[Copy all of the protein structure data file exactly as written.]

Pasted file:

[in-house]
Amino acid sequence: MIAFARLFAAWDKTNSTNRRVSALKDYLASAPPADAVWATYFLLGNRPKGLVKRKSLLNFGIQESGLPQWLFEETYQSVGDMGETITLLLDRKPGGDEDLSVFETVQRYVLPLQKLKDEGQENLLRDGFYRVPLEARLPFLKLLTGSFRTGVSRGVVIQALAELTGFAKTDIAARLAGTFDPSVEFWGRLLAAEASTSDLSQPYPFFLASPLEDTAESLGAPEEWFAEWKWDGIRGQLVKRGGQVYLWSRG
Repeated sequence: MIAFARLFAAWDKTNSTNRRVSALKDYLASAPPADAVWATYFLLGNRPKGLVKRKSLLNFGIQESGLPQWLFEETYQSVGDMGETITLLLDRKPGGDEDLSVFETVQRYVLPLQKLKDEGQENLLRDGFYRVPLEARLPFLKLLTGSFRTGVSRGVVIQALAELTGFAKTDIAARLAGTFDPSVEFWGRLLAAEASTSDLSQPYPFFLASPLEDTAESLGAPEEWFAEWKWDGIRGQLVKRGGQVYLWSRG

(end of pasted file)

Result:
[in-house]
Amino acid sequence: MIAFARLFAAWDKTNSTNRRVSALKDYLASAPPADAVWATYFLLGNRPKGLVKRKSLLNFGIQESGLPQWLFEETYQSVGDMGETITLLLDRKPGGDEDLSVFETVQRYVLPLQKLKDEGQENLLRDGFYRVPLEARLPFLKLLTGSFRTGVSRGVVIQALAELTGFAKTDIAARLAGTFDPSVEFWGRLLAAEASTSDLSQPYPFFLASPLEDTAESLGAPEEWFAEWKWDGIRGQLVKRGGQVYLWSRG
Repeated sequence: MIAFARLFAAWDKTNSTNRRVSALKDYLASAPPADAVWATYFLLGNRPKGLVKRKSLLNFGIQESGLPQWLFEETYQSVGDMGETITLLLDRKPGGDEDLSVFETVQRYVLPLQKLKDEGQENLLRDGFYRVPLEARLPFLKLLTGSFRTGVSRGVVIQALAELTGFAKTDIAARLAGTFDPSVEFWGRLLAAEASTSDLSQPYPFFLASPLEDTAESLGAPEEWFAEWKWDGIRGQLVKRGGQVYLWSRG